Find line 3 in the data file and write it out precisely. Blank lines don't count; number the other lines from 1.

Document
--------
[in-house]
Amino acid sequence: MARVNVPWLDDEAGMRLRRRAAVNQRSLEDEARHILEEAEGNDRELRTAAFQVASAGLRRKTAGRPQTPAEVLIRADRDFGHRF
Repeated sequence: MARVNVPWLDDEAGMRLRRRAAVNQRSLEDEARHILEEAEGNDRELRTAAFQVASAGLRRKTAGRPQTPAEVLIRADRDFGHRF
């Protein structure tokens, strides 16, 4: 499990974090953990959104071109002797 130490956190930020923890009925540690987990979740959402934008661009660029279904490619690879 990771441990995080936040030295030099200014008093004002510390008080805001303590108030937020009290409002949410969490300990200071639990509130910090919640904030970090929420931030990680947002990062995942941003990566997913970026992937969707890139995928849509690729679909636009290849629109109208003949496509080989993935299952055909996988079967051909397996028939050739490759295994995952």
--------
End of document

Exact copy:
Repeated sequence: MARVNVPWLDDEAGMRLRRRAAVNQRSLEDEARHILEEAEGNDRELRTAAFQVASAGLRRKTAGRPQTPAEVLIRADRDFGHRF